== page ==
As a long-time enthusiast of Kazuo Ishiguro’s work, I thought his new short-story collection Nocturnes showed a subtly different side to his writing. Ishiguro is one of the most elegant prose writers around, each of his six novels marked by a simple, immediately recognisable style – so unobtrusive that it doesn’t even appear to be a “style” at first glance - and this continues to be the case in the Nocturne stories. But I felt that the narratives here were, generally speaking, more informal in tone than the mannered, emotionally reticent voices of his earlier protagonists (such as the self-deceiving butler Stevens in Remains of the Day and the elderly Japanese painter trying to deal with changing social attitudes in post-WWII Japan in An Artist of the Floating World).
No doubt some of the casualness in the new collection comes from the fact that the narrators in this story cycle are relatively young people who are passionate about music, with interests ranging from old American Broadway songs by Irving Berlin to folk music to jazz. There’s the guitar player who performs in a Venice piazza, the hopeful songwriter taking a break from the city by helping out his sister who runs a café in the hills, the saxophonist who realises that his “loser ugly” face may be keeping him from stardom. There is a contemporariness, an accessibility, in all these voices, but Ishiguro’s old strengths as a writer are in place – notably the delicacy with which he makes the reader aware of things that even the narrator seems oblivious to, and his ability to show (rather than tell) us that life-altering moments don’t have to be dramatic (or accompanied by a musical crescendo) but can slip in and out of our hands before we realise it.
Like many great artists, Ishiguro obsessively reworks the themes he finds interesting, using new prisms and perspectives through which to examine them. Music is a binding force in Nocturnes and we see how it can create common ground between people (witness the transformation of the ill-tempered Sonja in the story “Malvern Hills”), but these short pieces aren’t really about music. They are about (professional and personal) successes and failures, fading relationships, attempts to maintain a hold on the past, and the different ways in which people deal with life’s disappointments.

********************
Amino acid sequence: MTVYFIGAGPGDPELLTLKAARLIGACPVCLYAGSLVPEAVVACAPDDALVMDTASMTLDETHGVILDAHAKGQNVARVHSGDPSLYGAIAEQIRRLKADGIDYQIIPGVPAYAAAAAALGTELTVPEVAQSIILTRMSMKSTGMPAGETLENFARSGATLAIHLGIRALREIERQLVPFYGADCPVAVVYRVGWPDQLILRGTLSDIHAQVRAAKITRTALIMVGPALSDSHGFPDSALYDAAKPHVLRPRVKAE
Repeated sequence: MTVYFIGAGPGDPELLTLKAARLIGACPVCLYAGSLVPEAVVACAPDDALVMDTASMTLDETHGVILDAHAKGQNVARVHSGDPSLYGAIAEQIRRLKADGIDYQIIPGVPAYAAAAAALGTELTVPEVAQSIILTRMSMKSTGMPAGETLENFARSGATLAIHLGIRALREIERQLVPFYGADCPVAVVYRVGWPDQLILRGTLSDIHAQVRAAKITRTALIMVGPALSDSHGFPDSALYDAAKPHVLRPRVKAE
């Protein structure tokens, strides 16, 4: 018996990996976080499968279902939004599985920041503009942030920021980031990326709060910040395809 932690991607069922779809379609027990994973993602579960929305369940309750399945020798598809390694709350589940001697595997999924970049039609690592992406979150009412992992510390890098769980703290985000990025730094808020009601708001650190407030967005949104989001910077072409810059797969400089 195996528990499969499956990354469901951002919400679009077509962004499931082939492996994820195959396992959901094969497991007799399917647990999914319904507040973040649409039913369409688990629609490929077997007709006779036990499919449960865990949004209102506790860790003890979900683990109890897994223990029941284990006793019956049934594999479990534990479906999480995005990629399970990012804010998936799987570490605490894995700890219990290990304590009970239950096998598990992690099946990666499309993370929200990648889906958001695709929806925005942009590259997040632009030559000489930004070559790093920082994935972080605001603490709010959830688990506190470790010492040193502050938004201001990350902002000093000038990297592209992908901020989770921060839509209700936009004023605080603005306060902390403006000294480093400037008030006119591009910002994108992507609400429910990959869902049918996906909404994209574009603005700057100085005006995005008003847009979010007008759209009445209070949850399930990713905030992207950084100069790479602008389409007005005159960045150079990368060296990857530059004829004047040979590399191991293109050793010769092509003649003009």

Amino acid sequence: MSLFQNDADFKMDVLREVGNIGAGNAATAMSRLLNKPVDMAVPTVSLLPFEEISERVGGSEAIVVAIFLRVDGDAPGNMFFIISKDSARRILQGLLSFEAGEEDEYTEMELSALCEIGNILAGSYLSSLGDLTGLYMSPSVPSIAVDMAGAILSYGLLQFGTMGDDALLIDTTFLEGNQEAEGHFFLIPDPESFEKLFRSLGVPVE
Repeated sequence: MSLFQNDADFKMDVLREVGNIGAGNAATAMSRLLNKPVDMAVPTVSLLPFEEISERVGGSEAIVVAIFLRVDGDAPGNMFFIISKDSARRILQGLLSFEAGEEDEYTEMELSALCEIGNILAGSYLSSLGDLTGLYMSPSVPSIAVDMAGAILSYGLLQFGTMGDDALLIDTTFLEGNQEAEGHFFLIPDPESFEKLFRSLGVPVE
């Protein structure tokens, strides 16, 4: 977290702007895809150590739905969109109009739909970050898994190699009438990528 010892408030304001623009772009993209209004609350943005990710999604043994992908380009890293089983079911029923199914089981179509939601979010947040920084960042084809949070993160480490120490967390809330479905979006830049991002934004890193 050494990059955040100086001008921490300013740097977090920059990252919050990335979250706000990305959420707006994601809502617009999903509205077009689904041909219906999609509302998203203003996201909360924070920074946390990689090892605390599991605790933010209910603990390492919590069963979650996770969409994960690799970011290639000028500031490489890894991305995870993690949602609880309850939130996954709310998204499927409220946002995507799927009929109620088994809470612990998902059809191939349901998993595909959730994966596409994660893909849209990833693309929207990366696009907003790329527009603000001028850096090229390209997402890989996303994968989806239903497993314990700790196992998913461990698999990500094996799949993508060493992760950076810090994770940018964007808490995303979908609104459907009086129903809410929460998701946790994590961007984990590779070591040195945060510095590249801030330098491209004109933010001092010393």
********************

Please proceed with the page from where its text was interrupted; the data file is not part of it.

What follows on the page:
In “Crooner”, a young guitarist encounters the aging singer Tony Gardner – an old favourite of his mother, who managed to procure American pop records despite living in a communist country – and is drafted into the crooner’s plan to serenade his wife Lindy. In “Come Rain or Come Shine”, the narrator Ray is invited to stay with an old friend and his wife in London, only to discover that the couple are barely on speaking terms with each other and that his own visit is an awkward ploy by the husband to rectify matters. “Cellists” gives us a moving relationship between two very different kinds of music-lovers. And when a middle-aged musician couple talk about their uncommunicative son in “Malvern Hills”, it feels like an extension of the strained filial relationships in Ishiguro’s most ambitious novel The Unconsoled (a book in which music frequently creates barriers between people).
One of the things I thought notable about this collection is that it contains some very amusing passages. Ishiguro’s sense of humour tends to be under-appreciated, perhaps because it’s usually very subtle or morbid or both – The Unconsoled, which is the most obviously funny of his books with its many surreal interludes, is also the most emotionally exhausting, and its funniness is never de-linked from the essentially weary state of its narrator, a celebrated pianist whose life has turned into a circular Kafka-esque nightmare. The humour isn’t the sort that allows you to laugh out loud, or even chuckle to yourself; it permits only sad smiles of recognition. But in at least two of the stories in Nocturnes, Ishiguro gives freer rein to his talent for the absurd, even allowing it to tip over into slapstick. In “Come Rain or Come Shine”, unfortunate circumstances lead the narrator to put an old boot to boil on the kitchen stove while waiting for his host to return home; his attempt to see the world through the eyes of a paper-masticating dog results in one of the drollest sentences in Ishiguro’s oeuvre: “I’d fallen into my earlier error again; I’d not merged sufficiently with Hendrix”. And in the story “Nocturne”, a midnight outing in the bowels of a five-star hospital where celebrities recuperate after plastic surgery ends with the concealment of a prize trophy in a turkey’s interiors.
In these passages, bordering on low farce, one gets the impression that Ishiguro is exploring ways to offset the poignancy of his themes – almost like a musician moving between registers to keep a piece from becoming repetitive or too intense. Unlike many other "thematic" short-story collections that give the impression of bringing together discrete pieces simply to make up the numbers, Nocturnes has the rigour of a carefully composed and balanced symphony.
[An earlier review of Ishiguro’s Never Let Me Go here]